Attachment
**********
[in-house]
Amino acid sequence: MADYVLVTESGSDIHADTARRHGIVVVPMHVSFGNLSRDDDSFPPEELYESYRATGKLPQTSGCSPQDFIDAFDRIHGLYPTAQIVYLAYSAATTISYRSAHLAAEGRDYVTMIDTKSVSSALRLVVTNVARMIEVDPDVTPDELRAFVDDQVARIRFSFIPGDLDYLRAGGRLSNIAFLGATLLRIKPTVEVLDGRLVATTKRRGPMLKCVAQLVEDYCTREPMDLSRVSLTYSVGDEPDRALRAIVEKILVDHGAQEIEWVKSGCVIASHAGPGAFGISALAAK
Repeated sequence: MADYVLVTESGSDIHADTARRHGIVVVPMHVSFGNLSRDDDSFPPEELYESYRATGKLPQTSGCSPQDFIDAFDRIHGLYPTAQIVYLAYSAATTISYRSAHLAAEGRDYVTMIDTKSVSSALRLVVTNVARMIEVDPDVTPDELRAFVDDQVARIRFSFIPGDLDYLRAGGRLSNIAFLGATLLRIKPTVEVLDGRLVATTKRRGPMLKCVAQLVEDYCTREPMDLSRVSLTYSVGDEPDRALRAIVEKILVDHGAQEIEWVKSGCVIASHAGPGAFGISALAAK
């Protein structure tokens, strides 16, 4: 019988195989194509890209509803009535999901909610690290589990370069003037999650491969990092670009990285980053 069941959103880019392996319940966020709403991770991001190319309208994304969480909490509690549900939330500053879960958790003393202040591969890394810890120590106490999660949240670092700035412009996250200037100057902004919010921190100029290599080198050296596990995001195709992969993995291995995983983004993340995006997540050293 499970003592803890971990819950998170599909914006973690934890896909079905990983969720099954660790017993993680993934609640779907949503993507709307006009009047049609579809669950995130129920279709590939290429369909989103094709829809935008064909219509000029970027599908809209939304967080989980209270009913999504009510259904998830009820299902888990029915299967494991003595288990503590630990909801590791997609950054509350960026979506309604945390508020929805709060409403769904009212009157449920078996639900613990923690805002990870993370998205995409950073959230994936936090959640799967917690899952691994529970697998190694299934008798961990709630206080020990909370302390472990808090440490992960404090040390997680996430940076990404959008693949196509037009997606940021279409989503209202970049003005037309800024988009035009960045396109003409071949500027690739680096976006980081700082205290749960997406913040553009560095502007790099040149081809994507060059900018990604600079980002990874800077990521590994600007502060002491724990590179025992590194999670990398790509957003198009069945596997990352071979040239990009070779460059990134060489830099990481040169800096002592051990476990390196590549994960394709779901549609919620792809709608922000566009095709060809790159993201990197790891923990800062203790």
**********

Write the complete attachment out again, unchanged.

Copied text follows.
[in-house]
Amino acid sequence: MADYVLVTESGSDIHADTARRHGIVVVPMHVSFGNLSRDDDSFPPEELYESYRATGKLPQTSGCSPQDFIDAFDRIHGLYPTAQIVYLAYSAATTISYRSAHLAAEGRDYVTMIDTKSVSSALRLVVTNVARMIEVDPDVTPDELRAFVDDQVARIRFSFIPGDLDYLRAGGRLSNIAFLGATLLRIKPTVEVLDGRLVATTKRRGPMLKCVAQLVEDYCTREPMDLSRVSLTYSVGDEPDRALRAIVEKILVDHGAQEIEWVKSGCVIASHAGPGAFGISALAAK
Repeated sequence: MADYVLVTESGSDIHADTARRHGIVVVPMHVSFGNLSRDDDSFPPEELYESYRATGKLPQTSGCSPQDFIDAFDRIHGLYPTAQIVYLAYSAATTISYRSAHLAAEGRDYVTMIDTKSVSSALRLVVTNVARMIEVDPDVTPDELRAFVDDQVARIRFSFIPGDLDYLRAGGRLSNIAFLGATLLRIKPTVEVLDGRLVATTKRRGPMLKCVAQLVEDYCTREPMDLSRVSLTYSVGDEPDRALRAIVEKILVDHGAQEIEWVKSGCVIASHAGPGAFGISALAAK
């Protein structure tokens, strides 16, 4: 019988195989194509890209509803009535999901909610690290589990370069003037999650491969990092670009990285980053 069941959103880019392996319940966020709403991770991001190319309208994304969480909490509690549900939330500053879960958790003393202040591969890394810890120590106490999660949240670092700035412009996250200037100057902004919010921190100029290599080198050296596990995001195709992969993995291995995983983004993340995006997540050293 499970003592803890971990819950998170599909914006973690934890896909079905990983969720099954660790017993993680993934609640779907949503993507709307006009009047049609579809669950995130129920279709590939290429369909989103094709829809935008064909219509000029970027599908809209939304967080989980209270009913999504009510259904998830009820299902888990029915299967494991003595288990503590630990909801590791997609950054509350960026979506309604945390508020929805709060409403769904009212009157449920078996639900613990923690805002990870993370998205995409950073959230994936936090959640799967917690899952691994529970697998190694299934008798961990709630206080020990909370302390472990808090440490992960404090040390997680996430940076990404959008693949196509037009997606940021279409989503209202970049003005037309800024988009035009960045396109003409071949500027690739680096976006980081700082205290749960997406913040553009560095502007790099040149081809994507060059900018990604600079980002990874800077990521590994600007502060002491724990590179025992590194999670990398790509957003198009069945596997990352071979040239990009070779460059990134060489830099990481040169800096002592051990476990390196590549994960394709779901549609919620792809709608922000566009095709060809790159993201990197790891923990800062203790």